Homeless Hub backgrounder on why young people become homeless.
Backgrounder: Why do young people become homeless?
Young people who become homeless are depicted in the media in different ways. Sometimes they are portrayed as coming from families and homes that are characterized by violence. Other times they are portrayed as young adventurers, who leave home to explore the world and seek out the bright lights of the big city. Yet other times, they are seen as ‘rebellious’ teens who leave home for fairly frivolous reasons; as troublemakers tired of doing the dishes, who don’t want to stay in school or get a job, but rather want to experiment with the ‘bohemian’ lifestyle. From this perspective, the streets are seen to ‘pull’ young people towards excitement and freedom. As Karabanow has convincingly argued, however, the perspective that sees becoming homeless as a “choice” is inaccurate, and “has been denigrated by many researchers and service providers as insensitive, inaccurate, and lacking real understanding of the individual.” (Karabanow, 2006).
While it may be true that some homeless youth leave home for fairly insignificant reasons, for most young people who become homeless, the reality is much different. Those merely attracted to the "excitement” of life on the streets do not last long; the harsh reality of sexual and physical assault, hunger and sickness is usually enough to dissuade even the most adventurous of teenagers. Thus, this romanticized notion of street youth is inadequate. This suggests the need to better understand what leads youth to the streets and what keeps them there.
Causes of Youth Homelessness
So, what do we really know about the causes of youth homelessness? Actually, we know quite a lot. The research on youth homelessness in Canada and the United States is pretty consistent. The main causes include:
• Physical, Sexual and Emotional Abuse - Most homeless youth come from homes characterized by high levels of physical, sexual and / or emotional abuse and neglect, compared to youth with homes (Gaetz, O’Grady and Vaillancourt 1999; Janus, Burgess and McCormack 1987; Janus, Archembault, Brown and Welsh 1995; Kufeldt and Nimmo 1987; Whitbeck and Simons, 1993; Whitbeck and Hoyt 1999). Rotheram-Boris, Mahler, Koopman and Langabeer (1996) estimate that street youth are five times more likely to report being victims of sexual abuse as children. For young people who have experienced such abuse, there is an increased likelihood of negative developmental outcomes including low self-esteem, an impaired ability to form affective and trusting relationships with adults, higher rates of depression and suicide attempts, running away or being kicked out of the home (Beitchman, Zucker, Hood, daCosta, Ackman & Cassavia, 1991; Tyler et al. 2000; Whitbeck et al. 1997).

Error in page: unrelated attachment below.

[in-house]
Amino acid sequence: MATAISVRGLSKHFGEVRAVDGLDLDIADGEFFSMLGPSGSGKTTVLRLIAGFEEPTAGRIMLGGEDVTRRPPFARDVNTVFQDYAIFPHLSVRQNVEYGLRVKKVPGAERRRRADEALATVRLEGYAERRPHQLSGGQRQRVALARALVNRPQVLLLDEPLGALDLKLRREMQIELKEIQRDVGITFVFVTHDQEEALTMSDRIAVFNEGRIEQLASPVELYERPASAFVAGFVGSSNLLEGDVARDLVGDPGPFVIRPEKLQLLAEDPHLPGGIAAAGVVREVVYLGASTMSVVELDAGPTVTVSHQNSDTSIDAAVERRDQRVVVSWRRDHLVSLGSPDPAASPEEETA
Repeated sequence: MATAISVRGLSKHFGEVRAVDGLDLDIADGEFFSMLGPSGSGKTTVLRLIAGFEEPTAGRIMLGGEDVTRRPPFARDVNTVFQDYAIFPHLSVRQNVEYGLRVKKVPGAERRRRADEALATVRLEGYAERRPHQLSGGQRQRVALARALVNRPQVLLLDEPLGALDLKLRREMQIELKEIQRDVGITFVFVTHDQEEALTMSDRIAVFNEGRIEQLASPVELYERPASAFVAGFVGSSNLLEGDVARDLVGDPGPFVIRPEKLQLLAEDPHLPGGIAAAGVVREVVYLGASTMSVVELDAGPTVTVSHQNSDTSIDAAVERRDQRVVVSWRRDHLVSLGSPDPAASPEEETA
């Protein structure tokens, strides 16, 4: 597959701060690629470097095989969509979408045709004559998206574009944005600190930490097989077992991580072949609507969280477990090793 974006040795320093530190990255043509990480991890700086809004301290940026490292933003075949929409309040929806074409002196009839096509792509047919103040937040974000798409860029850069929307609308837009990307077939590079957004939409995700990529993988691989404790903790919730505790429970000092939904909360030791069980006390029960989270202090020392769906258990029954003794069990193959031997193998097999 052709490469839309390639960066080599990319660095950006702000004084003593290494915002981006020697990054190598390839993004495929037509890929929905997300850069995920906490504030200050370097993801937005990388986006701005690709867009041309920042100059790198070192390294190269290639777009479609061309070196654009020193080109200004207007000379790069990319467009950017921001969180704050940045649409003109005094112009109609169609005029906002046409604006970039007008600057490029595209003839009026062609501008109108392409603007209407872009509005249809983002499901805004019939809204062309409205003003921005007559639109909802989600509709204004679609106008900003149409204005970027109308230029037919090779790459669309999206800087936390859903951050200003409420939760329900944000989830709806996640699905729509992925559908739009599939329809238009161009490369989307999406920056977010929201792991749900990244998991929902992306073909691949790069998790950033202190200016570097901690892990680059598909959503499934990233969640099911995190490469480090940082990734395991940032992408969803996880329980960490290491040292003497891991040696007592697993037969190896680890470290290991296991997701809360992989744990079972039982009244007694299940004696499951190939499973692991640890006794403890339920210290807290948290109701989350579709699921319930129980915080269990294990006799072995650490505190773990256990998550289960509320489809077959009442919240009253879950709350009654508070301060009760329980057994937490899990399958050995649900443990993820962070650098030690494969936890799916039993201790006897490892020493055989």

• Involvement with the child welfare system – A considerable amount of research demonstrates the relationship between youth homelessness and previous involvement with the child welfare system (Serge, Eberle, Goldberg, et al., 2002; Gaetz & O;Grady, 2002; Raising the Roof, 2009). This includes foster care, group homes, interventions by the Children’s Aid Society. While involvement in the child welfare system doesn’t necessarily cause homelessness (in fact, many interventions may prevent homelessness), such involvement does reflect the degree to which young people come from troubled families. In addition, we do know that depending on the jurisdiction, many teenagers may lose the support of the child welfare system as they get older, or if they opt out.